Equal power within a particular context. Metaphors are equivalents if not necessarily always equals.

metaphors : understanding :: equivalent code : program that runs.

valence is a primarily either a chemistry term post 17th century. It’s also a linguistics term. [it was borrowed from chemistry and brought into mathematics later on], although I’m not using it in the linguistics context.

valence: late Middle English: from late Latin valentia ‘power, competence,’ from valere ‘be well or strong.’

Equal power. (equi is word-forming element meaning “equal,” from Latin aequi-, comb. form of aequus “equal, even” (see equal (adj.)).)

In Chemistry, equivalent, equal valence means the same number of moles of mass or electrons or ions coming from different substances.

I’m giving an abstract comparison the power of the same ‘gist’ coming from two different sources, similar as (equivalent to) to how it is used in chemistry. The rest of the substance doesn’t matter, so long as there is *something* in common.

Two things in a metaphor are not precisely the same – they’re not *equal*, but they are equivalent in _some context_.

2x is not necessarily equal to 2y but they are equivalent terms when taken outside of the context of a working formula. I could just as easily choose 2x or 2y when I start to put together an equation because the “2”s are equivalent to each other, but in this case, a 2 does not necessarily = 2 because of what it is combined with, and a x is equivalent to the y, because the letters are truly agnostic at first, yet they can’t be said to be equal.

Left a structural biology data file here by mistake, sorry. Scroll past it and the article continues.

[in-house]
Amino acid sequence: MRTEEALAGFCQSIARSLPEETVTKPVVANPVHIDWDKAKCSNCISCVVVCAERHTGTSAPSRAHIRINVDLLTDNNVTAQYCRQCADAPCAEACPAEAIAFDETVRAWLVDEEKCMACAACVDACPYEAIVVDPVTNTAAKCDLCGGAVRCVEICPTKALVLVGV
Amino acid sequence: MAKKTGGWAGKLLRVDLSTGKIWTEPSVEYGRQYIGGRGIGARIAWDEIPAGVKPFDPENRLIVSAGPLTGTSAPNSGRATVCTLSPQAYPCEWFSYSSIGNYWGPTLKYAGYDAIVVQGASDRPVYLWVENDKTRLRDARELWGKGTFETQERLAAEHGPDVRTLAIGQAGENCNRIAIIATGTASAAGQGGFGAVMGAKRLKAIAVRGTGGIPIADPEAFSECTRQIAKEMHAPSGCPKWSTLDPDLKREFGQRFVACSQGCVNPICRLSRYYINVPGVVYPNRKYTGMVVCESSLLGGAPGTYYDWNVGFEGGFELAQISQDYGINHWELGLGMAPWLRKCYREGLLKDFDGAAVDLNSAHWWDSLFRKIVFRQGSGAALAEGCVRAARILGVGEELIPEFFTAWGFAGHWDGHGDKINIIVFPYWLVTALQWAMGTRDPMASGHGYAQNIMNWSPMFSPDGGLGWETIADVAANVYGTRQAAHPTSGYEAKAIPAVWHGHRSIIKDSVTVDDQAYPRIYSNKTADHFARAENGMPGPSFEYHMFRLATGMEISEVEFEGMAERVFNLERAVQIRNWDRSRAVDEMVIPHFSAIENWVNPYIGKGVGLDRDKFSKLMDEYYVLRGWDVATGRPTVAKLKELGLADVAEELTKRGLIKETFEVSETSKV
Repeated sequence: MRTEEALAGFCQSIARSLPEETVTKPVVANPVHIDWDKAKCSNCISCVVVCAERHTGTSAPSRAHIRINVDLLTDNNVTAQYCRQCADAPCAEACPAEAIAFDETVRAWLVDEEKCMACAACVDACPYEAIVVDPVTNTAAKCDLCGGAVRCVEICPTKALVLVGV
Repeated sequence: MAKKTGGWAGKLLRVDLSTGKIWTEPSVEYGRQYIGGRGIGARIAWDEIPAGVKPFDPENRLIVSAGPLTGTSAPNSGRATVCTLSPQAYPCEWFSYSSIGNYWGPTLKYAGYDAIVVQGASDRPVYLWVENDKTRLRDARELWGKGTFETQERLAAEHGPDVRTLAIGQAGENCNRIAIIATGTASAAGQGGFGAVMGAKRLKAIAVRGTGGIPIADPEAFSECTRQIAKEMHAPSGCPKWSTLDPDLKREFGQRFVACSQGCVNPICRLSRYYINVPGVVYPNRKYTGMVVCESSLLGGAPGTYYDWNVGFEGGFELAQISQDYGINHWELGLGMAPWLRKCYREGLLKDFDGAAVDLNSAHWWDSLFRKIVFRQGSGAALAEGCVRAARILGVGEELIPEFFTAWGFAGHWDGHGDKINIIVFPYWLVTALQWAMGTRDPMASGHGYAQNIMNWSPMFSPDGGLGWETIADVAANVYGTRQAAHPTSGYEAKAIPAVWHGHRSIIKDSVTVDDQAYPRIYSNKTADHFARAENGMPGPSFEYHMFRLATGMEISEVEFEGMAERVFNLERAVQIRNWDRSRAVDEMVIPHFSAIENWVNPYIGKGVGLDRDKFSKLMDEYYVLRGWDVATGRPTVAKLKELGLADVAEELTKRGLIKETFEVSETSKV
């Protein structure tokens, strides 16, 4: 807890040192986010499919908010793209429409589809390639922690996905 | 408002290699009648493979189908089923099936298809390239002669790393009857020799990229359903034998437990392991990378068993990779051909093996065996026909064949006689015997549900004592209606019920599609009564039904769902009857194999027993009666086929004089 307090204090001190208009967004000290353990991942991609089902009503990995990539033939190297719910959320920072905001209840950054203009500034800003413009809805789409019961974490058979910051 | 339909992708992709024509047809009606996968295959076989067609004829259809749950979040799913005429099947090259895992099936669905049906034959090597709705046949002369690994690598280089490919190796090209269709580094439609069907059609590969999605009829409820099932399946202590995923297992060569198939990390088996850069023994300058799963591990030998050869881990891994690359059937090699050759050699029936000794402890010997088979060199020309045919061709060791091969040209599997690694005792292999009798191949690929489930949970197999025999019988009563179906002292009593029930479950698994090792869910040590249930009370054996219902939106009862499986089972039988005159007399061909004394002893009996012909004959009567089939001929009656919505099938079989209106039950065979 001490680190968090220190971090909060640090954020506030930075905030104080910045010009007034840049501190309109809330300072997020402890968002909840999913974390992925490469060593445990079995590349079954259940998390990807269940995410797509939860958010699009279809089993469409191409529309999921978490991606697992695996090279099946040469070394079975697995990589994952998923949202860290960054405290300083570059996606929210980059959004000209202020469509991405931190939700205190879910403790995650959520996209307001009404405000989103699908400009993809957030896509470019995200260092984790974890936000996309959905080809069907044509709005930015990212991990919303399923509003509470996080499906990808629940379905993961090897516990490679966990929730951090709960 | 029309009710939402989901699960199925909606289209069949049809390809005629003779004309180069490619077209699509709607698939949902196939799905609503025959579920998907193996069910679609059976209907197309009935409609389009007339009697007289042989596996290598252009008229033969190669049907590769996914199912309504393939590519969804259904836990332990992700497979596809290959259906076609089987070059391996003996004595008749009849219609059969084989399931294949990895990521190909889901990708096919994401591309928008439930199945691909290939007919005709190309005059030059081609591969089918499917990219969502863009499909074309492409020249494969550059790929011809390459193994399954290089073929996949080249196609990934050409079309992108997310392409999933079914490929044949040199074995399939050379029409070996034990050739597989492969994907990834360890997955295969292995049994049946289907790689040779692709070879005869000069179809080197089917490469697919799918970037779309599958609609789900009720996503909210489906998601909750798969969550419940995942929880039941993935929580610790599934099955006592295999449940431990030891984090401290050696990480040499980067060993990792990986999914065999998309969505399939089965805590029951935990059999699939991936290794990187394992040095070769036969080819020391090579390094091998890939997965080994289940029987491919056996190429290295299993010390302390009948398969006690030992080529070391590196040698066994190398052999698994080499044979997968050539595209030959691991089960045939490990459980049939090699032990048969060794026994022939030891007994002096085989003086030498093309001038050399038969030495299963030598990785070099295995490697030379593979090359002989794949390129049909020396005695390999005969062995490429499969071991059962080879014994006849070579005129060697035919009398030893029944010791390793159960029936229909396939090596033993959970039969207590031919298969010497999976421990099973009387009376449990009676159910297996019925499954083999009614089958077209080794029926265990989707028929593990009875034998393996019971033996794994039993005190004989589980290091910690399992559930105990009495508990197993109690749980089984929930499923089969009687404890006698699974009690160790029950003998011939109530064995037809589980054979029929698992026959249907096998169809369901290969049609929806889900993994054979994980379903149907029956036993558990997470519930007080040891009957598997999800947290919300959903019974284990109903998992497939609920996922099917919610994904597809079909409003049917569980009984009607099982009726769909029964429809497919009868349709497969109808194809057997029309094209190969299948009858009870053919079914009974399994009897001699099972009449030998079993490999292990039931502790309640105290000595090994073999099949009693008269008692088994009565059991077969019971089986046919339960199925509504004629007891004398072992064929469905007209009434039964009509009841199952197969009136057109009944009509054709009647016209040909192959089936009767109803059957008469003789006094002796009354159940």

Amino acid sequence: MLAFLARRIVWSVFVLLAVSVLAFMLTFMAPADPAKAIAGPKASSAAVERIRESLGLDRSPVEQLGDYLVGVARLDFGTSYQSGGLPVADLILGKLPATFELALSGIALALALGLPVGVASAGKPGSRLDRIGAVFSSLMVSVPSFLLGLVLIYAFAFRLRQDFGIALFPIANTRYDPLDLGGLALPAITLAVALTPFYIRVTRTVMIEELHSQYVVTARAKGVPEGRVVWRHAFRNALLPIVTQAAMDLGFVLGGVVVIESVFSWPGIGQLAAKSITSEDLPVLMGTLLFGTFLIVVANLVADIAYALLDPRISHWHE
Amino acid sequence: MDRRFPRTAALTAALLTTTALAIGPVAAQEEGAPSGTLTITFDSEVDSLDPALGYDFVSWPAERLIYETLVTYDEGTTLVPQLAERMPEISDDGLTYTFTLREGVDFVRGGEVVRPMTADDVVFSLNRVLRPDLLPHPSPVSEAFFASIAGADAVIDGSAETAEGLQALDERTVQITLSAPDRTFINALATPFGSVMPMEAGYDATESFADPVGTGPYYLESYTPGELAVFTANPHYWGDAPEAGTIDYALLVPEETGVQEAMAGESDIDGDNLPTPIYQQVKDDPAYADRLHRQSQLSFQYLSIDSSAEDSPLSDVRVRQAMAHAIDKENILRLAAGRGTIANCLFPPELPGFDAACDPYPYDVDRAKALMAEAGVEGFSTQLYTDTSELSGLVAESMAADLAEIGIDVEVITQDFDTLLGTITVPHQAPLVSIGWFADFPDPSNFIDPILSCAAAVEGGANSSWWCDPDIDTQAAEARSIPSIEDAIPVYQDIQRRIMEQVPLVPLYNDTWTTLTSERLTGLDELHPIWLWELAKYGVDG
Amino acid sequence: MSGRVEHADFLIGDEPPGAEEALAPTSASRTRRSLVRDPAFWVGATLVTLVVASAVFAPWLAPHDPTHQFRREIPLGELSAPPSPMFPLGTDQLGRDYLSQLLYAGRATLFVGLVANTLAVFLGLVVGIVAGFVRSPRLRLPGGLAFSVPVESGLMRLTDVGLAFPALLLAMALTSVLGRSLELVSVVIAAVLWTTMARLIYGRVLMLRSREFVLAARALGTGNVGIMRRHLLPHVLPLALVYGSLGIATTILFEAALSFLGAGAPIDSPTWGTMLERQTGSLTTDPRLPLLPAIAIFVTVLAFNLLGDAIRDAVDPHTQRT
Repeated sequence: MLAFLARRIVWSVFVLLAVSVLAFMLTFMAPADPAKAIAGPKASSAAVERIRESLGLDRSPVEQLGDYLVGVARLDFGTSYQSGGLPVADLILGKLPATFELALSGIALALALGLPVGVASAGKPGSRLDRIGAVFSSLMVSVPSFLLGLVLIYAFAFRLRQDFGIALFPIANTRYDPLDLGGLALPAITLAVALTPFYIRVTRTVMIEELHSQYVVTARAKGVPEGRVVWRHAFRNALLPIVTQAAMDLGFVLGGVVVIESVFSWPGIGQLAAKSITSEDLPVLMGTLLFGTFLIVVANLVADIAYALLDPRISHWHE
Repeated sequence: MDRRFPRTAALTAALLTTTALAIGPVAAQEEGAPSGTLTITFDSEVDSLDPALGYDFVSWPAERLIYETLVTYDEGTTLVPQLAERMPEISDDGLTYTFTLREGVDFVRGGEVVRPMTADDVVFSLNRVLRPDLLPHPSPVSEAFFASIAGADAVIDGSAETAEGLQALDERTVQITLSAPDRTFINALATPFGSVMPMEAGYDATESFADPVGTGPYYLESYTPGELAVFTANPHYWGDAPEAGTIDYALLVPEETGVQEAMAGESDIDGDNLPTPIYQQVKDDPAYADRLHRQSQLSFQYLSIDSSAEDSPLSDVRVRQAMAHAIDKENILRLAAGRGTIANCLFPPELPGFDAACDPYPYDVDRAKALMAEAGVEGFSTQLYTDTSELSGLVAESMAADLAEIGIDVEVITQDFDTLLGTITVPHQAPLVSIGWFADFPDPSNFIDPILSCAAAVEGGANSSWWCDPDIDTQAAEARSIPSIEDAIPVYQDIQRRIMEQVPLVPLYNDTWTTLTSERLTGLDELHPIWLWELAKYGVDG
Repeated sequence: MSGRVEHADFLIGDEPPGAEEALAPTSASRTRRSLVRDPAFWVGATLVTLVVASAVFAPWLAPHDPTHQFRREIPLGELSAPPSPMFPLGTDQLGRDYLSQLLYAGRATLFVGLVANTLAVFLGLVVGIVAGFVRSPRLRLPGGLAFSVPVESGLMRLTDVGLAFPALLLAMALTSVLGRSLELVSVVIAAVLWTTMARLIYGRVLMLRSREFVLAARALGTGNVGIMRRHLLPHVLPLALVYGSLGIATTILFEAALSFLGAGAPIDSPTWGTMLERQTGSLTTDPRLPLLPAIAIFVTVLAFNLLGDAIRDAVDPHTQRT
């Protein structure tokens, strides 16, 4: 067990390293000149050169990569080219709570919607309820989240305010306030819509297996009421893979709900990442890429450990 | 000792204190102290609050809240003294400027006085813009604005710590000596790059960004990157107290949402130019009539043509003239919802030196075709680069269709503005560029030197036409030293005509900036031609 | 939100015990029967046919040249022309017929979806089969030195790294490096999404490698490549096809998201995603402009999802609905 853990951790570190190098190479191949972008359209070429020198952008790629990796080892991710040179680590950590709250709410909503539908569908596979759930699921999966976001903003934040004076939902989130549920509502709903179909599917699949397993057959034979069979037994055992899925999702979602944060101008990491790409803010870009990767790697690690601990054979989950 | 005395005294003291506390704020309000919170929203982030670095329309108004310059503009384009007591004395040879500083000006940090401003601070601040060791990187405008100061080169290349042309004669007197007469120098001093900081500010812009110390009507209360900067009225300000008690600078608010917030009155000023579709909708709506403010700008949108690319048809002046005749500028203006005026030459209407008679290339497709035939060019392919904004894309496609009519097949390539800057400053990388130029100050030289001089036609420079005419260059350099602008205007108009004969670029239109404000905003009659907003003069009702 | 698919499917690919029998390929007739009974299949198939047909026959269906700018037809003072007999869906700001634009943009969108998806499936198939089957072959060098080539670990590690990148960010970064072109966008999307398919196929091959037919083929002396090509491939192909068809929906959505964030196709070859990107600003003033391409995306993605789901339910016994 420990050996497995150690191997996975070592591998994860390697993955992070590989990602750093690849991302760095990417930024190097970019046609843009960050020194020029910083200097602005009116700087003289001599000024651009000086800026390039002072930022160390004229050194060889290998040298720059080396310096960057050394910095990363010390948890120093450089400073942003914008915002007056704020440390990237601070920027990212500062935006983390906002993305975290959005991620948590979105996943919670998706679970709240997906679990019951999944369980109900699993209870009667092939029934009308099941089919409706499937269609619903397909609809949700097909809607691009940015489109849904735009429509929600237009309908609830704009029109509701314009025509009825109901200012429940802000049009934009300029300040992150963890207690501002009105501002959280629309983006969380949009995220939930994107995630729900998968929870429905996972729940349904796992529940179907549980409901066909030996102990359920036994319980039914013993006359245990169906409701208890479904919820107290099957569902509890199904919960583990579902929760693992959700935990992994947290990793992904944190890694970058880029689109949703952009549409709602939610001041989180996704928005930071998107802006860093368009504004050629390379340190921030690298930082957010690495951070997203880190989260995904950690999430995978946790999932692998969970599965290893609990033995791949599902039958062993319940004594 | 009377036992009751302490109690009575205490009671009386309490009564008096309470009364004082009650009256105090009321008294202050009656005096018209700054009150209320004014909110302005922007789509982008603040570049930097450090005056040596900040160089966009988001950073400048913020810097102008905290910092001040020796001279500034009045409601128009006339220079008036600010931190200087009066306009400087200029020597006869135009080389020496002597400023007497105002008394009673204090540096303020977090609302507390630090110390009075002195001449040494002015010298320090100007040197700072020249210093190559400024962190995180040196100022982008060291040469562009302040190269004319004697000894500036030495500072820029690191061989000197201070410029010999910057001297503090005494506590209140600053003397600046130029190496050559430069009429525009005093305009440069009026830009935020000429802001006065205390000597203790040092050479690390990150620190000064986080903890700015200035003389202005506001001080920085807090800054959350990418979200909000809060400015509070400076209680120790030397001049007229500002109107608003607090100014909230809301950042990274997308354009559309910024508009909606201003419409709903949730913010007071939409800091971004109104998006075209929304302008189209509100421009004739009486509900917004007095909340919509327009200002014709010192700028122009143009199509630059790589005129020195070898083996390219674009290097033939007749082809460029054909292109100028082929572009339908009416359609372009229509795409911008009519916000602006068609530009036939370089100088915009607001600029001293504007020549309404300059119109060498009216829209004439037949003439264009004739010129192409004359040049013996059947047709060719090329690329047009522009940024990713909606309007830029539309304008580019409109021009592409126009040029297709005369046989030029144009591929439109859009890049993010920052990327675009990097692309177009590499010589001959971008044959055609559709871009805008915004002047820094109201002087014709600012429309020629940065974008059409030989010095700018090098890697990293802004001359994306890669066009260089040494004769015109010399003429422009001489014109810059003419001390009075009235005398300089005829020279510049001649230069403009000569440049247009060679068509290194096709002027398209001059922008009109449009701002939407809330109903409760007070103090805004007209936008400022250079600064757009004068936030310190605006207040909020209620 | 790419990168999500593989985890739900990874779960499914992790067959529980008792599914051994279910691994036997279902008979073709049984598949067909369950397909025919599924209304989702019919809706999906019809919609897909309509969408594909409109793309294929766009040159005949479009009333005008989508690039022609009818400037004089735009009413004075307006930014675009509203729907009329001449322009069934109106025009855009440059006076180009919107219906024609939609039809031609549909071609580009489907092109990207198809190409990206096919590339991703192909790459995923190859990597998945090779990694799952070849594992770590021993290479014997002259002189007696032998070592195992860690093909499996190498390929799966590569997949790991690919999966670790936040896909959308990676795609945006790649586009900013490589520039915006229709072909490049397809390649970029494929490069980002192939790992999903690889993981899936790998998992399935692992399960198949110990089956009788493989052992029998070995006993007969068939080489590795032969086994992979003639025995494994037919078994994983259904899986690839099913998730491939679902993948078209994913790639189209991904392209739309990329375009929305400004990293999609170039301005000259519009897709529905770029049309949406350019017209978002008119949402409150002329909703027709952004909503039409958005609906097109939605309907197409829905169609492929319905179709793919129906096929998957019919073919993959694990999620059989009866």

Equal power within a particular context.

Having done a lot of programming in different languages, numbers or letters or variables or constants, the naming is all equivalent to one another and many times, “what’s the box” doesn’t matter ’til you open it, nor does it matter what you call something, so long as it works.

Other programmers may mock your style, but, as metaphors : understanding :: equivalent code : program that runs.

I understand what you’re saying, Tony Draper – but metaphors are amazingly powerful in that way. They provide equivalence while the NOT BEING EQUAL IN EVERY WAY manages to remain intact.,

The concept I’m presenting is relatively novel, although likely not entirely new, so for you to say, “You’re nuts” at this point is socially appropriate, if incorrect.

[ps – you are nuts is a metaphor, seeming to have little to do with the food item, yet somehow… it does. Numbers provide a much better set of metaphors to work with, as they have greater equivalence than words generally do, although some word metaphors are analogies or even synonyms]

“In no possible way can I say “metaphor means equivalent”? I just did. Several equivalent ways tongue emoticon

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